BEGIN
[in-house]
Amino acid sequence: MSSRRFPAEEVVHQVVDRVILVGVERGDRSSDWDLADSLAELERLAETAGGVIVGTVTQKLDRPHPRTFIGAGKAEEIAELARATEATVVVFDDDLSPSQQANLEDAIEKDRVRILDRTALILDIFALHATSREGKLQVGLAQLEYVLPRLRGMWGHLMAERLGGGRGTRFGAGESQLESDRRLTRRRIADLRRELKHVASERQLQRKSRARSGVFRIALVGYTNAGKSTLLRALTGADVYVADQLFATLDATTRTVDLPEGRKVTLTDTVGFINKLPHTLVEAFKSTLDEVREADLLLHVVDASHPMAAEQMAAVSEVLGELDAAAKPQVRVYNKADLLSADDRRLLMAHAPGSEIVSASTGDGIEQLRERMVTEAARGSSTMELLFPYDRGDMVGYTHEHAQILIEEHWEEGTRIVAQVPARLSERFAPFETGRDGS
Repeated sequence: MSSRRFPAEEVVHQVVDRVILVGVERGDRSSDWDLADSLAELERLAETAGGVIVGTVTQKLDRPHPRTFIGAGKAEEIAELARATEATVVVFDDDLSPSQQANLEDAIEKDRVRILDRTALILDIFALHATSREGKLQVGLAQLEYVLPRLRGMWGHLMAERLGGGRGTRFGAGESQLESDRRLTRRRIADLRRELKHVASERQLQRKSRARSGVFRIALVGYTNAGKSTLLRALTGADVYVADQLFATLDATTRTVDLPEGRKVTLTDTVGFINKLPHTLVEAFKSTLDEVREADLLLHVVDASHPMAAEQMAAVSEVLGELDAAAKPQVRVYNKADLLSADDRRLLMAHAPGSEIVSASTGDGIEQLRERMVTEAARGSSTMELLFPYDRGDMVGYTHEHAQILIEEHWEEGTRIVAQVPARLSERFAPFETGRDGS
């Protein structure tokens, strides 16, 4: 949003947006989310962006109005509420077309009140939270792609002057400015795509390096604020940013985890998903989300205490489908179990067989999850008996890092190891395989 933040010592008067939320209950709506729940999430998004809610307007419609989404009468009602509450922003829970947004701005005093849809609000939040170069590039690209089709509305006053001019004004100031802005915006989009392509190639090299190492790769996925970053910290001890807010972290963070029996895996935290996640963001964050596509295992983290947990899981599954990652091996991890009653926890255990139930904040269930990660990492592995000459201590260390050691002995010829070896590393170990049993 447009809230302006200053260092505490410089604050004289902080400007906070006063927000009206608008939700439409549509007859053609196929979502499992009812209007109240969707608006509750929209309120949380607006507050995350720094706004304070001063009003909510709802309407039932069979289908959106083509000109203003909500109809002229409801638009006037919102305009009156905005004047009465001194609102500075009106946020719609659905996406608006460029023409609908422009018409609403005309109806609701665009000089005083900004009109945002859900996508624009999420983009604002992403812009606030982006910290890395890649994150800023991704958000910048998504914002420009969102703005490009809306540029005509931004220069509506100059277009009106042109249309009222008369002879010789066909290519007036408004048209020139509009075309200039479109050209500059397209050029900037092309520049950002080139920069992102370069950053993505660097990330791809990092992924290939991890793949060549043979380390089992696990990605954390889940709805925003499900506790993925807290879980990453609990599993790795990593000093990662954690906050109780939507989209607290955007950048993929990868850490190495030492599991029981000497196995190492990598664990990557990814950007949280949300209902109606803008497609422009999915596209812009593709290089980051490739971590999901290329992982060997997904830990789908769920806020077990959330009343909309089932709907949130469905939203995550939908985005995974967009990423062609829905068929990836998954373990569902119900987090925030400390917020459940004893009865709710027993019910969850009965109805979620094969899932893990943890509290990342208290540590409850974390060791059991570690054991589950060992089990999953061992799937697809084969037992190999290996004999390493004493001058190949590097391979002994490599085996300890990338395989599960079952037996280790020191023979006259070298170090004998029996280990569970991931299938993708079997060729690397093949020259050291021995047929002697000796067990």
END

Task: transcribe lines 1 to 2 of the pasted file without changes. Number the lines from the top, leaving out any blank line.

[in-house]
Amino acid sequence: MSSRRFPAEEVVHQVVDRVILVGVERGDRSSDWDLADSLAELERLAETAGGVIVGTVTQKLDRPHPRTFIGAGKAEEIAELARATEATVVVFDDDLSPSQQANLEDAIEKDRVRILDRTALILDIFALHATSREGKLQVGLAQLEYVLPRLRGMWGHLMAERLGGGRGTRFGAGESQLESDRRLTRRRIADLRRELKHVASERQLQRKSRARSGVFRIALVGYTNAGKSTLLRALTGADVYVADQLFATLDATTRTVDLPEGRKVTLTDTVGFINKLPHTLVEAFKSTLDEVREADLLLHVVDASHPMAAEQMAAVSEVLGELDAAAKPQVRVYNKADLLSADDRRLLMAHAPGSEIVSASTGDGIEQLRERMVTEAARGSSTMELLFPYDRGDMVGYTHEHAQILIEEHWEEGTRIVAQVPARLSERFAPFETGRDGS